A group of Jolly Rogers take the stage in The Pirates of Penzance

The McGill Savoy Society’s presentation of The Pirates of Penzance both delights and entrances the audience with light-hearted charm.

The Pirates of Penzance, or, The Slave of Duty is a late 19th-century comic opera, featuring the work of Gilbert & Sullivan. The hilarious portrayal of Victorian sensibilities and fanciful situations remains something of a cult phenomenon – similar in many ways to Monty Python’s dry British humour.

The satirical musical tells the tale of the dutiful Frederick (Michael Loewen), a young man who has been accidentally apprenticed to a crew of cheerfully singing pirates. The comedy begins when Frederick turns 21 and is liberated from his apprenticeship, at which point he responsibly decides to turn on his old comrades. However, before he has time to enlist help, Frederick encounters the beautiful daughters of Major General Stanley, who succeed in enchanting both him and the rest of his old crew. Madness and hilarity ensue as the pirates try to wed the daughters, forcing Frederick and the Major General to work together in order to prevent them from carrying the daughters away.

A few skilled lead actors control the performance, so the majority of the cast’s average acting abilities do little to detract from the audience’s enjoyment. In particular, the stage is dominated by the talented Rebecca Woodmass in the role of Mabel, Frederick’s main love interest. Strong performances from McGill Savoy President Cameron MacLeod (as the Major General), Loewen, and Erin Grainger (as Ruth) also shine as they convincingly portray often-ridiculous characters. But the gusto of the chorus sections is what carries The Pirates of Penzance; people will find it hard not to sing along to catchy musical numbers like “I Am the Very Model of a Modern Major General” and “Hush! Hush! Not a Word!” Despite having almost 30 people onstage during certain dance numbers, the opera manages not to degenerate into confusion, which is evidence of almost five full months of gruelling rehearsals.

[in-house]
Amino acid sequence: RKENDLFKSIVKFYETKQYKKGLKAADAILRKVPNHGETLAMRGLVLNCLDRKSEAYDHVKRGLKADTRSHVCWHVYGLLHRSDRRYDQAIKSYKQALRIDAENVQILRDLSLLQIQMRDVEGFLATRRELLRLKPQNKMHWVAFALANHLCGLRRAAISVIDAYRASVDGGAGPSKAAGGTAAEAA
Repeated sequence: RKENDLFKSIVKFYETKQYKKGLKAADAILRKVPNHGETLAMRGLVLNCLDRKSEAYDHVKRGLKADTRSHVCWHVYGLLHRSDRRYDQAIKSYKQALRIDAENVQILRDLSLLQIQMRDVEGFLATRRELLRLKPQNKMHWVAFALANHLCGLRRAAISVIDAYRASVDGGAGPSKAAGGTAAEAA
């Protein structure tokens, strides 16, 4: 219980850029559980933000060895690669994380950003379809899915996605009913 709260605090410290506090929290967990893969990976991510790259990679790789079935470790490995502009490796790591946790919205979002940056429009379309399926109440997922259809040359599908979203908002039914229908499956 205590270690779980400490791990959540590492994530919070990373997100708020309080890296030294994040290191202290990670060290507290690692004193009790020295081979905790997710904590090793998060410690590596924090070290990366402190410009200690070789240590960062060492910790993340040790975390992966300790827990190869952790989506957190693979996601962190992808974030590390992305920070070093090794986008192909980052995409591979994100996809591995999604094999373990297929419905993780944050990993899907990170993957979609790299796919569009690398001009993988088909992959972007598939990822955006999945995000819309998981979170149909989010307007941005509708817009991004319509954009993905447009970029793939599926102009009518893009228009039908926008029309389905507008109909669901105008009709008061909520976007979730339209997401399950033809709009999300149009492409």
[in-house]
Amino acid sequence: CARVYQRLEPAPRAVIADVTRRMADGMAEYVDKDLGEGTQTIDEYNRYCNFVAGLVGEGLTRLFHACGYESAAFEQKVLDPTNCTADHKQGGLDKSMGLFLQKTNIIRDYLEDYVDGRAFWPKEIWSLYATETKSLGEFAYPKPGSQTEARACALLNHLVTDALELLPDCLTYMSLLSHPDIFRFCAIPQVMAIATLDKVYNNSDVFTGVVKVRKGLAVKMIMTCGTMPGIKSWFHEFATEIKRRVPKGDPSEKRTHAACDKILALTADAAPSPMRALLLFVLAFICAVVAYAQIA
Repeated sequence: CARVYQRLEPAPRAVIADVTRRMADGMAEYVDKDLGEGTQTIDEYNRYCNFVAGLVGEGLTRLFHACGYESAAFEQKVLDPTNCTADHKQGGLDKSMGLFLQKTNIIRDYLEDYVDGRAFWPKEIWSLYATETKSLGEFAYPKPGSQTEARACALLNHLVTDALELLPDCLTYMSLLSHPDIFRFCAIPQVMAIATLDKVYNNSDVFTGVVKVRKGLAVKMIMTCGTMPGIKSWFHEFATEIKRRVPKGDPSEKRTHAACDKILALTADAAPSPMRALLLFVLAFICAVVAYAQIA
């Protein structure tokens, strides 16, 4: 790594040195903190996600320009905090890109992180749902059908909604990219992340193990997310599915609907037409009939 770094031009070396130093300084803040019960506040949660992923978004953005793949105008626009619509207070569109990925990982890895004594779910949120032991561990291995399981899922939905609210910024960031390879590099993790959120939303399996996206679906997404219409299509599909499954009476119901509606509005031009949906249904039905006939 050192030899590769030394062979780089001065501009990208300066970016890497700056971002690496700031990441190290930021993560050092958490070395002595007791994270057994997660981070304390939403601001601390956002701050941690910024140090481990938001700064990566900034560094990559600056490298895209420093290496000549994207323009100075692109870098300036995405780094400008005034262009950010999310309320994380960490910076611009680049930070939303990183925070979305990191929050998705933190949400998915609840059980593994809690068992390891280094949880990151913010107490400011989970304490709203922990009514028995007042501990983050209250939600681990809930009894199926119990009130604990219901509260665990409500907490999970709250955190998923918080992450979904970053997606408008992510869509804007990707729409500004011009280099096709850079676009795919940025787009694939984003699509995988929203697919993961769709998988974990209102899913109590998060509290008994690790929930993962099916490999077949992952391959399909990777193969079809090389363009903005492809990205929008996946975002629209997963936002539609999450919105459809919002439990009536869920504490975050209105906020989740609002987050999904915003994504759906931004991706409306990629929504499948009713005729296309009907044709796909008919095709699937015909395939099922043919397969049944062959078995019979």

Backing the cast is an enormous orchestral section, conducted by McGill composition student Michal Novotny. The orchestra had the tendency to drown out soloists – especially during the first act – however, the degree of coordination with the singers is impressive. One hopes that as the musicians adapt their playing to the acoustics of Moyse Hall, they will adjust their volume accordingly.

But music aside, the technical aspects make this production of Penzance unique. Set designer Melanie Michaud created backdrops with a two-dimensional storybook effect in mind, evoking a vaguely Oriental feel. For costumes and lighting, bright, vivid colours were used to reflect the cheerful mood of the story, and the cast’s wardrobe was cleverly designed so the daughters had colour-coordinated hats and dresses to reflect their ordered character, while the pirates had mismatched outfits to mirror their disordered nature.

However, Patterson’s skilled technical work and his creative team are not what make this show a delight. Nor is the music the reason why you leave Moyse Hall with a spring in your step. What drives this show is the boundless enthusiasm and flawless comedic timing of the chorus section, who have slaved endlessly to present an incredibly enjoyable performance.

Pirates of Penzance plays February 12-13 and 18-12 in Moyse Hall. Tickets are $12 for students and can be reserved at mcgillsavoy.ca.

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